It will come as no surprise that Windows out of the box isn’t secure. Many of the vulnerabilities that exist within Windows can be addressed through Group Policy Objects (GPOs). Group Policy allows administrators to control the working environment of both user and computer accounts.
If used correctly, GPOs can, for example, allow you to work towards a policy of least privilege where users have permissions based on their job requirements. GPOs can ensure that Local Administrator rights are disabled and enable you to grant administrative privileges to a single user or group depending on the permissions they require to do their job effectively.
There are many things that Group Policy can do to help you increase the security of your environment, ease IT management and meet compliance. Let’s go through some of them now.
Auditing Group Policy to Address Security and Reduce Risk
One of the biggest threats to your IT security is your own employees. Many organizations still operate on a trust-based policy where you assume that your employees would never harm you. This just isn’t the case in the real world. Insider threats, whether malicious or accidental, are commonplace nowadays and can lead to potentially disastrous data breaches.
Auditing changes to Group Policy will enable you to spot whether any changes that are made could potentially lead to over-privileged users or an unsecured environment. If you’re not auditing Group Policy, then any change made will likely not be discovered until the effects of that change have manifested themselves.
Proactively and continuously auditing Group Policy will enable you to predict and react to a change as it happens to help you ensure that you maintain a policy of least privilege and reduce the risk of unwanted changes leading to data breaches.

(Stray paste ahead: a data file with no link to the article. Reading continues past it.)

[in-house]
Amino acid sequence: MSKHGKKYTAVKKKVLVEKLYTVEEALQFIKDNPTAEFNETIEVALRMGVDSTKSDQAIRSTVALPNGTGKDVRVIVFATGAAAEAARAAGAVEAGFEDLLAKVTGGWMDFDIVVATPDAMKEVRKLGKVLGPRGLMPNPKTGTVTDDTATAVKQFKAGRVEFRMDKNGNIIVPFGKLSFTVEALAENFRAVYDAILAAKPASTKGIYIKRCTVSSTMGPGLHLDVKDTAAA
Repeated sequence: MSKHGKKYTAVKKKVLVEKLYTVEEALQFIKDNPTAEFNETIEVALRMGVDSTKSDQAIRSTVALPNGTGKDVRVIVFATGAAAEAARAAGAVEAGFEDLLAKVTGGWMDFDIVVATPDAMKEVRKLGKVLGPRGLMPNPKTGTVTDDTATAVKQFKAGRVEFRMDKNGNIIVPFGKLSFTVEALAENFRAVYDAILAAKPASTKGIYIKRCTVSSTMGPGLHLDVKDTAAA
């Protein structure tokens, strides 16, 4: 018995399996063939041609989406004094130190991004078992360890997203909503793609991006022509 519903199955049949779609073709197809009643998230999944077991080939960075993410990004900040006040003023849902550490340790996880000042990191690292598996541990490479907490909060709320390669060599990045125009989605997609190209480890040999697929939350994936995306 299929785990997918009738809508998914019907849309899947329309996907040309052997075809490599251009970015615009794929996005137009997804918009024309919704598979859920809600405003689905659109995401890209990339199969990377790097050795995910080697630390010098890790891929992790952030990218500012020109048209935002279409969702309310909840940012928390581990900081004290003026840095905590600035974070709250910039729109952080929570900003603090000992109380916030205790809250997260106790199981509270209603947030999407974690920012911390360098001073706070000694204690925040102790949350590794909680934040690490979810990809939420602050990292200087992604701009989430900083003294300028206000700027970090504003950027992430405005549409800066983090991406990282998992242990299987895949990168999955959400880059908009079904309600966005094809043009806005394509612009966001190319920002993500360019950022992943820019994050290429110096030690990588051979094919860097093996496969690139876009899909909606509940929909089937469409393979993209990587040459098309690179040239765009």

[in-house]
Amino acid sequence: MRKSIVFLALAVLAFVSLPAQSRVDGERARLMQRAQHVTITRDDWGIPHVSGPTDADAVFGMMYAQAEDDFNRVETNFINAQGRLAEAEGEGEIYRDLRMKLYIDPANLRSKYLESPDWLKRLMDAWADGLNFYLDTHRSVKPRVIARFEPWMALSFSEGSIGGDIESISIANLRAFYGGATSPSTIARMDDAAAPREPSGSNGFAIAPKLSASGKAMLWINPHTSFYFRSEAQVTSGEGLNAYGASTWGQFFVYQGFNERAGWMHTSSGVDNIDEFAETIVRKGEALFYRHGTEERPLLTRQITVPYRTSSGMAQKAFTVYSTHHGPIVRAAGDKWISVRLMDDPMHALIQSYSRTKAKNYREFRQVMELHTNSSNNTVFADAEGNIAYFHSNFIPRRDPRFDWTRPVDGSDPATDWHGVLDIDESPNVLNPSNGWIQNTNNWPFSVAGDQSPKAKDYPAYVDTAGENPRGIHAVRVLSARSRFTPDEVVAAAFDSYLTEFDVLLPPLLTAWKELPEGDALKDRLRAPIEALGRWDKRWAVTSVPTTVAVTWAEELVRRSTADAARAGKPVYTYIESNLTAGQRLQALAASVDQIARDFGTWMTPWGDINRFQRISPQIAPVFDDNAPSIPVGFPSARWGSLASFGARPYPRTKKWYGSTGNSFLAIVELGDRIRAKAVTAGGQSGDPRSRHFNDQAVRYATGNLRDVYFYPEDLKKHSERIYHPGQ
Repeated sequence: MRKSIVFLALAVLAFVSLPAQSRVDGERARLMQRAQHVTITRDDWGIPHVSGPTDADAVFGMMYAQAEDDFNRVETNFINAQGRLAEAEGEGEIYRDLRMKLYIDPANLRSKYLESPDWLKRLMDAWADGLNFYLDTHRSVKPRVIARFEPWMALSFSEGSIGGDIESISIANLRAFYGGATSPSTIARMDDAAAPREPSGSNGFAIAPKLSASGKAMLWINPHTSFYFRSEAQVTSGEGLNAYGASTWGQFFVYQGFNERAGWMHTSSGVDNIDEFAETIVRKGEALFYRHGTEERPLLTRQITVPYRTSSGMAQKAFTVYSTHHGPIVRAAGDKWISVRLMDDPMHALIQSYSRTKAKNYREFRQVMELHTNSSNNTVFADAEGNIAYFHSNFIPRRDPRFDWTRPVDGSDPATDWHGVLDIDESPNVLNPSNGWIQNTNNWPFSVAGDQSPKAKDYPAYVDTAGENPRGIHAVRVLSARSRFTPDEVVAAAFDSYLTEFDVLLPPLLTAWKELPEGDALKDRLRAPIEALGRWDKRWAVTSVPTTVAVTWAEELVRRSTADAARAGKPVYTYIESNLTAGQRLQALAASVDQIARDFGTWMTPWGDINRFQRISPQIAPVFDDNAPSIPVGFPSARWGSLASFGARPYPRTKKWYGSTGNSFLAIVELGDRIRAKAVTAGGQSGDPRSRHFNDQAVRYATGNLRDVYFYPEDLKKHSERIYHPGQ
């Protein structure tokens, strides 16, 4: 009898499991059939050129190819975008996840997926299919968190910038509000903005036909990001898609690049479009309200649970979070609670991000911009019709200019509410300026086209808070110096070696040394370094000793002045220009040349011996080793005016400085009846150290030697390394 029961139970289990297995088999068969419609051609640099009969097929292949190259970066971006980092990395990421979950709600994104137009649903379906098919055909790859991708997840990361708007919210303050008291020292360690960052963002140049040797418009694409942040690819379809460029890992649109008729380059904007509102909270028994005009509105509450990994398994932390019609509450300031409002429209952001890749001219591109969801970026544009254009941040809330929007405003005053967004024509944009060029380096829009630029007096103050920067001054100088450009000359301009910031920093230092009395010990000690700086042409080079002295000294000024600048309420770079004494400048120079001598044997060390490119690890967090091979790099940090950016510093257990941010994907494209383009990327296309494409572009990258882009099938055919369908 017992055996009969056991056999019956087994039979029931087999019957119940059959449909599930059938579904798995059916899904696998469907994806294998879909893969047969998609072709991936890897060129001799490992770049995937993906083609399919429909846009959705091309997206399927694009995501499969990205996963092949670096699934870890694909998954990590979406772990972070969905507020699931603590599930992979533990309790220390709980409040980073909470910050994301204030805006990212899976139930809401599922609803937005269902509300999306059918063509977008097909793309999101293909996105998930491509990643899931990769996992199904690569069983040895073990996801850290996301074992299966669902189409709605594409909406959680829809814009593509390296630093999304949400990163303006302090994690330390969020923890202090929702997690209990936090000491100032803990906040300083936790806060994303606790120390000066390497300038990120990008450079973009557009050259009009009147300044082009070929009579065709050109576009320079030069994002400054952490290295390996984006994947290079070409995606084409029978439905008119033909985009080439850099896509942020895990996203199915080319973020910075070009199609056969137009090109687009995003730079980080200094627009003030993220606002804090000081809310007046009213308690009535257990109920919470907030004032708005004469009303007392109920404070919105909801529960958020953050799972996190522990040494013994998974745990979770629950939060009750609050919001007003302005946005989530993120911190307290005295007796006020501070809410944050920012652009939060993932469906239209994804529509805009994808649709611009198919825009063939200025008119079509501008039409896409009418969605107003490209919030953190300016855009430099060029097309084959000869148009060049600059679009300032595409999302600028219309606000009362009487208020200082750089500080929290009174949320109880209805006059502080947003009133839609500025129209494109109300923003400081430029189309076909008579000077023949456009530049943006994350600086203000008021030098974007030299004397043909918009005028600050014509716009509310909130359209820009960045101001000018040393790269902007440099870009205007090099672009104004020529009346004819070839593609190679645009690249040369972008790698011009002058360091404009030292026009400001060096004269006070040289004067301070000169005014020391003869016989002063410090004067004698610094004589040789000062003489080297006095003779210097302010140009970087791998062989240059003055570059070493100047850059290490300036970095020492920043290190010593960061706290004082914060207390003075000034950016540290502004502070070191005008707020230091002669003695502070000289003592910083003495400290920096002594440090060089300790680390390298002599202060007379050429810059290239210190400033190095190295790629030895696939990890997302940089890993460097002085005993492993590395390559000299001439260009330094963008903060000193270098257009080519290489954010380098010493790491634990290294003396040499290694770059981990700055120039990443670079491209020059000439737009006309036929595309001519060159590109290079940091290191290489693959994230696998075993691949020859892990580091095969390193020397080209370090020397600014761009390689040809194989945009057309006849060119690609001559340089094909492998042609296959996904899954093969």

Auditing Group Policy to Meet Compliance
Your organization more than likely falls under one or more compliance regulations that determine how the security of your environment is set up and what practices you should follow. GDPR, CCPA, HIPAA, SOX, PCI and other compliance mandates all have requirements for what should be audited, tracked and recorded. They are, more often than not, focused around personally identifiable information or other forms of sensitive data.
In relation to Group Policy, these regulations set the standards for data security when it comes to user interaction with the environment. Some examples of these standards that can be controlled through Group Policy include password length, complexity, access times, ability to install third-party applications and more.
In order to demonstrate compliance with these regulations, you will be required to produce detailed information on Group Policy changes which will be extremely difficult if you’re not actively auditing and storing this change information. You will need to use a Group Policy Auditing Solution for this, as native auditing will not give you the level of who, what, when and where information that is required to satisfy the auditors.
Auditing Group Policy for Better IT Management
The effects of Group Policy changes can be unpredictable. Even when tested in a lab environment, making changes to Group Policy can produce unexpected results. This makes change auditing absolutely essential to ensure that your environment operates effectively and efficiently.
Making changes to Group Policy is often necessary and is fairly easy to do, which is why the knock-on effects are often underestimated. Being able to dive into the details of changes made and store that information for a long period of time will make investigating changes a much smoother and quicker process.
Having the ability to look back at the effects of Group Policy changes will enable you to operate in a more consistent, reliable and secure environment.